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Danone Nations Cup gets underway

Written By Themba Khumalo on Tuesday, February 26, 2013 | Tuesday, February 26, 2013

The first steps on the road to London will be taken by one fortunate primary school football team as the Cluster level matches in the under-12 Danone Nations Cup tournament kick off.

The team to emerge as the winner at the end of what will be a six month process will represent South Africa at the Danone Nations Cup World Finals in London later in the yearand get to play before French ex national player, Zinadine Zidane.

The winners of the Cluster competitions go on to compete in the Regional finals, and those winners then play in the Provincial finals, culminating in the nine provincial winners playing in the National finals to determine the school that will represent South Africa at the World Finals.

The Beaufort West Cluster competition got underway at the Rustdene Stadium last weekend and will continue over the next couple of weeks.

Some of the schools that will be in action will include: AH Barnard Primary School, Teske Memorial Primary School,  Restvale Met  Primary School, HM Dlikidla Primary School, Beaufort-West Primary School,  St Mathew’s Primary School, Destiny Academy, Niko Brummer Primary School, John D Crawford Primary School and Murraysburg Primary School.

Andrew Louw, coach of AH Barnard Primary School, the reigning regional and provincial champions, believes his boys are mentally and physically ready to defend their title.

The school, located in Beaufort West Township, first participated in the tournament in 2002 and have reached the National Finals twice, in 2009 and 2012. Louw has a Level 1and 2, SAFA Grassroots and SAFA Football Introductory certificates. He also coaches a local amateur team, Rustville United. Seven players from the school team are in that side too. He is the school’s sports coordinator and also coaches the rugby team.

He says he is really looking forward to the 2013 Danone Nations Cup tournament.“This is an important tournament in our school calendar,” he said. “Last year we worked very hard and I am very happy that the hard work put in by the players eventually paid off. The same is expected from this year’s players. “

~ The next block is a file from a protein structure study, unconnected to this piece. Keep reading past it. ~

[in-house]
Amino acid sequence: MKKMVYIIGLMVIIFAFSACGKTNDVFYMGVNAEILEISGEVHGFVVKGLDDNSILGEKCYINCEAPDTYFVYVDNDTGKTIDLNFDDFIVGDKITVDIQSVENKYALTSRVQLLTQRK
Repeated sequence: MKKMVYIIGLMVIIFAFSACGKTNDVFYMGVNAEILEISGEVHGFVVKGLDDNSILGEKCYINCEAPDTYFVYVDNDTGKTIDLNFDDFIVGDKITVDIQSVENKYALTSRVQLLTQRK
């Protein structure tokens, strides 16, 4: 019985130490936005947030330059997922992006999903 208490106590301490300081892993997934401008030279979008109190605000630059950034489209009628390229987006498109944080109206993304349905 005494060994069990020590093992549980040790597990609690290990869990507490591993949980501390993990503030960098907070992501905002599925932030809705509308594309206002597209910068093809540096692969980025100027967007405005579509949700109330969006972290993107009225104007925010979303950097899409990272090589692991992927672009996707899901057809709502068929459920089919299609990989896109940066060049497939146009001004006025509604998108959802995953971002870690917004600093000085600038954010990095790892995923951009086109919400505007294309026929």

The team trains every day and Louw says they are fortunate to have training equipment so there is no excuse not to take part.

“Reaching the National finals is always a big achievement for me,” Louw said. “I always make sure that we participate in the tournament, not to put pressure on the boys to win but for them to enjoy it, to have the experience and meet with other boys their age. However, the tournament is about believing in their dreams and if they can win the National title that would be a dream come true for them.

“The World Finals are the ultimate goal of this tournament and every school would love to represent South Africa at that international level. It takes hard work, discipline and determination to achieve that. I am confident my boys can do it”.

Lowellen Appies, coach of Teske Memorial Primary School, situated in the heart of the Central Karoo, in Beaufort-West, says that, although the school has not reached the Provincial finals before, he is confident that they can do better this year.

The school was established in 1953, so it celebrates its 60th anniversary this year and Appies would like the under-12 team to celebrate this with a bigger achievement.

“Our aim is to proceed to the Western Cape Finals and represent the province in the National Finals in June,” Appies said. “We have been training three times a week in preparation for the cluster games. I had to replace seven players from last year’s team, so hopefully the remaining four will help me motivate the team.

“If Teske qualifies for the Danone Cup World Finals it would be a wonderful opportunity for the players, the school, Central Karoo, Western Cape and the country. This would open a door for our players to be seen by the world and by professional football clubs. It would be an example of how sport can change lives.  At Teske Memorial Primary we believe that football is not just to kick a ball around but we teach norms and values through football. What a privilege it would be if my team could proceed to the finals.”

Teske sees his captain,Joze Van Rheenen as a key player. He was part of the team last year and is a much disciplined player and a good attacking midfielder.

Bentley Wyn, a striker, was also part of last year’s team. His pace and an eye for goals make him exceptional and he will also be a key player for the team this year.

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